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BNP does away with silos

Since it was established back in May 2000 as an independent, separately capitalised subsidiary, following the merger of Paribas and Banque Nationale de Paris, BNP Paribas Securities Services (BP2S) has established itself as the leading indigenous provider of custody and clearing services within Europe. In addition to a peerless bricks and mortar network across the region - acquired from JPMorgan in 1995 - BP2S also has all the key bases covered from a product perspective.
Its multi-direct custody and clearing (MDCC) offering provides direct clearance and sub-custody services across 13 European markets (11 through its new branches) and processes some 25m transactions annually, and is closely aligned with its global liquidity management (GLM) cash and equity financing business. Then there is its global issuer services (GIS) arm and its custody and fund administration offering in the shape of institutional investor services (IIS).
The acquisition of dedicated outsourcing and fund administration provider Cogent in 2002 plugged a number of holes, not least CBP2S’ short-comings when it came to servicing the critical UK market. The Cogent deal also bolstered its existing operations in the key offshore centres of Dublin and Luxembourg, as well as endowing it with a Sydney-based back office outsourcing unit that allows it to service fund management clients in the Asia-Pacific region via a single platform. Factor in a multi-product, multi-domicile back office outsourcing capability, and it is clear why BP2S was so determined to clinch the Cogent deal.
That the Cogent acquisition would skew BP2S’ business model in a new direction was to be expected, and so it should not come as any surprise that the head of BP2S, Jacques-Philippe Marson, and his management team, should instigate a major internal reorganisation. The groundwork was laid in June of last year, when the operating side of MDCC, IIS and GLM were brought together within a single business unit - known as banking operations - under the responsibility of Alain Prochet. At the same time, a non-banking operations unit was set up encompassing fund administration, fund accounting, transfer agency and all the other value-added services related to the non-banking part of the business.
The idea was that these two units would operate in what BP2S described as a ‘transversal’ fashion – in other words they would be autonomous, but nonetheless very closely linked. It is this concept that underpins the second phase of the reorganisation, which was completed on 21 June .
The four existing business lines - MDCC, IIS, GLM and GIS - were essentially vertical silos, fully autonomous units that each owned the complete range of tools and resources required to develop and conduct their business. Client relationships were similarly ‘vertical’, with the buy-side (institutional investors) and sell-side (investment banks and broker-dealers) rigidly compartmentalised. Specific clients were matched to specific products.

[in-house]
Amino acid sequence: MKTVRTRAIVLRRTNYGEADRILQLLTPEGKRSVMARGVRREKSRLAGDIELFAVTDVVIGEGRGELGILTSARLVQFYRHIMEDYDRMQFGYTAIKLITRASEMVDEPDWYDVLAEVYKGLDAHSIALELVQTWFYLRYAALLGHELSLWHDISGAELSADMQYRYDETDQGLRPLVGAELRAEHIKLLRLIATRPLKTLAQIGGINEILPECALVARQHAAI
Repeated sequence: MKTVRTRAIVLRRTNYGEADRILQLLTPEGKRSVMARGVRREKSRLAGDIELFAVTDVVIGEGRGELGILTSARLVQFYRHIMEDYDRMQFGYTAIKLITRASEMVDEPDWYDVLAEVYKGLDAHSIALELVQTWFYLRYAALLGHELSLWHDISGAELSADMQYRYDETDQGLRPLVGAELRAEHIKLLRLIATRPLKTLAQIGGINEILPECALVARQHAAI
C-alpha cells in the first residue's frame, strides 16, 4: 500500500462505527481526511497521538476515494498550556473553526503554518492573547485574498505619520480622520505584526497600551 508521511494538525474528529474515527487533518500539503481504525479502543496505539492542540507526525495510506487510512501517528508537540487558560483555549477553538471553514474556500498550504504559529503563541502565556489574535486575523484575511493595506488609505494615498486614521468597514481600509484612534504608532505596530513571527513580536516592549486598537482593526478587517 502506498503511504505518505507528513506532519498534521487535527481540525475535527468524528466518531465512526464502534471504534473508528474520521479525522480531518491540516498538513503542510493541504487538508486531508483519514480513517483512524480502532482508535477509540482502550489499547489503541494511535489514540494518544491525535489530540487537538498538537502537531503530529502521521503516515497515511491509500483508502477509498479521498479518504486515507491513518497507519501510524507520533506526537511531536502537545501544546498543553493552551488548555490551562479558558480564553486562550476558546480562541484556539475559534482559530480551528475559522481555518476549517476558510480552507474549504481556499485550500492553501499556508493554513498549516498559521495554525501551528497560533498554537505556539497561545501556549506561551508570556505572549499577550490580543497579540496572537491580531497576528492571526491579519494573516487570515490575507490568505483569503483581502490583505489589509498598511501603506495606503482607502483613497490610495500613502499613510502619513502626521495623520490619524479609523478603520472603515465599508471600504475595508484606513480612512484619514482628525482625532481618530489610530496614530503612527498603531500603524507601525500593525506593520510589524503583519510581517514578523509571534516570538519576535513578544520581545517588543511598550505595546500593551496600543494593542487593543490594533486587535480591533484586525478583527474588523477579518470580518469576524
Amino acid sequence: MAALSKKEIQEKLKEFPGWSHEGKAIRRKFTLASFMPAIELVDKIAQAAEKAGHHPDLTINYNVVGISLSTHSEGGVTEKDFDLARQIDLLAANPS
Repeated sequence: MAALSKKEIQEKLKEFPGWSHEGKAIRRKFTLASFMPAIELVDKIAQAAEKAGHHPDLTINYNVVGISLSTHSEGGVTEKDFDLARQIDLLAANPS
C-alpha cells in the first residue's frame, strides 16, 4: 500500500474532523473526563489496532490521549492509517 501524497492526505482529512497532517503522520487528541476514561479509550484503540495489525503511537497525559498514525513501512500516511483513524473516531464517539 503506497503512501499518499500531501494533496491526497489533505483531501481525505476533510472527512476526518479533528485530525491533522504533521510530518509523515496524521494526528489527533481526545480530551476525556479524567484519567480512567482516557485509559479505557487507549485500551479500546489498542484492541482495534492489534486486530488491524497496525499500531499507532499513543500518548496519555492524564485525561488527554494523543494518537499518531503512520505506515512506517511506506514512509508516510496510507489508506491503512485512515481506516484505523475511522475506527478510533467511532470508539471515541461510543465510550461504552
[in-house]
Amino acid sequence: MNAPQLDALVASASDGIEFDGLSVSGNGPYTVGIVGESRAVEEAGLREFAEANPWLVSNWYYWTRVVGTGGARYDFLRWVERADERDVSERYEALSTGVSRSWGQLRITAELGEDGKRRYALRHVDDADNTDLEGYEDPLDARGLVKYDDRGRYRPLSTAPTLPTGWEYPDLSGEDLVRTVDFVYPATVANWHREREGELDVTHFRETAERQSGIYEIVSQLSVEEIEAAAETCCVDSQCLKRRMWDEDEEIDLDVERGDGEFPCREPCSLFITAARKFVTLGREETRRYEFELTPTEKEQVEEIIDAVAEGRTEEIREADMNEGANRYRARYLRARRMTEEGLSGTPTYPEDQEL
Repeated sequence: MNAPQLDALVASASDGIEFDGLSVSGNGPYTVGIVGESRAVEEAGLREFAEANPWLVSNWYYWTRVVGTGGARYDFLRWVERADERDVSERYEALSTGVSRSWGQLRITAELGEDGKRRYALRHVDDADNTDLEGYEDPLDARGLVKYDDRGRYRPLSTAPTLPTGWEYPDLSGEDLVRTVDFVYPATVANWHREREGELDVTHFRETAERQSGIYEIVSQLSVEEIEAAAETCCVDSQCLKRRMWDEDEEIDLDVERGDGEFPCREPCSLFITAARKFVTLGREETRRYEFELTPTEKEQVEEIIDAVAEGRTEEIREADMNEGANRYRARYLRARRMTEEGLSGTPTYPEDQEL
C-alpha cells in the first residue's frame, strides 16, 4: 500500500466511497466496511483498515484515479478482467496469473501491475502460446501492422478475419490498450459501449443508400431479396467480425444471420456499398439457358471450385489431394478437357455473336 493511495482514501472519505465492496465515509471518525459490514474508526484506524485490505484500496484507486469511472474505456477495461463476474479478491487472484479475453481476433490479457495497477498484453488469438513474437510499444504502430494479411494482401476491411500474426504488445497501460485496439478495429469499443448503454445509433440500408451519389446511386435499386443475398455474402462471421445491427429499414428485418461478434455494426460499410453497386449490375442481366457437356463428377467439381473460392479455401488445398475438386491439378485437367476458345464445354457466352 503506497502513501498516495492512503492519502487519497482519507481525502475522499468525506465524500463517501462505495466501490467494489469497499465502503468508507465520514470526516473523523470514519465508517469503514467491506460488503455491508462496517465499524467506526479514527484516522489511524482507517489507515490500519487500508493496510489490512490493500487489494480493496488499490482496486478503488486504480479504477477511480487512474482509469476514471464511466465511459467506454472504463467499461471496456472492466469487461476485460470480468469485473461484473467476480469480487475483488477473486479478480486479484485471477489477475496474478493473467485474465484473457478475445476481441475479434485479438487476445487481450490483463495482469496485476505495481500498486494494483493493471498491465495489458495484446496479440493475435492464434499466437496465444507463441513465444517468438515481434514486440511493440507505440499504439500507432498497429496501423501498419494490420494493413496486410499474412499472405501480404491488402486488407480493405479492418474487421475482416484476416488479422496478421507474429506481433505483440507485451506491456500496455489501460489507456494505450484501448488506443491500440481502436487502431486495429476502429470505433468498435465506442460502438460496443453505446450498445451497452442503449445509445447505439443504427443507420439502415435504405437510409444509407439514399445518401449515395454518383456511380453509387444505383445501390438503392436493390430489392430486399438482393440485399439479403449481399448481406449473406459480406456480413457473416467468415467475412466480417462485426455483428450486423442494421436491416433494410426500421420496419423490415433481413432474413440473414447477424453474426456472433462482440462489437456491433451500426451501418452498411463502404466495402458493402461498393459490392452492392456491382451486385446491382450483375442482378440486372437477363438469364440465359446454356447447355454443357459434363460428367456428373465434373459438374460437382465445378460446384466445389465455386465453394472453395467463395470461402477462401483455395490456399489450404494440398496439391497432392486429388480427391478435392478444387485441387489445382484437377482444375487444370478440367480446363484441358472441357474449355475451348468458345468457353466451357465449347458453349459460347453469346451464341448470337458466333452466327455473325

Flexibility, however, is paramount these days: Marson recognised that the wall between these two business lines was getting in the way of valuable cross-selling opportunities as clients emerged from the recent market tribulations looking to move into new product lines and avenues of distribution. Accordingly, two new management teams - coverage and product and marketing - have been put in place.
The former - headed up by long-serving BP2S executive Charley Cock, who will be assisted by former managing director Tony Solway - will cover four clearly delineated client segments: financial intermediaries, institutional investors, corporates (basically treasurers, both within corporates and financial institutions) and securities groups. It will be tasked with generating new sales and revenues and further strengthening client relationships – this will include oversight of all sales and relationship managers and a sales support team.
Cock and Solway will be working closely with their counterparts on the product and marketing team - headed by Michel Laurent, formerly global head of IIS, and his deputy Jean-Marc Pasquet - who have responsibility for budgets, pricing, product development, market positioning and the management of a marketing and business development team. Four new product lines have been created: clearing, settlement and custody, global fund services, global liquidity services and global corporate trust.
“This new structure will allow us to better face our future challenges – acquiring critical mass, deepening the relationships we have with our largest clients, gaining new clients and increasing our resistance in a acutely competitive environment,” says Marson. “The reorganisation enhances the scope of our product lines while improving the integration between them, so we are now able to look at individual client segments and tailor a bespoke package comprising any of the different elements they might require.”

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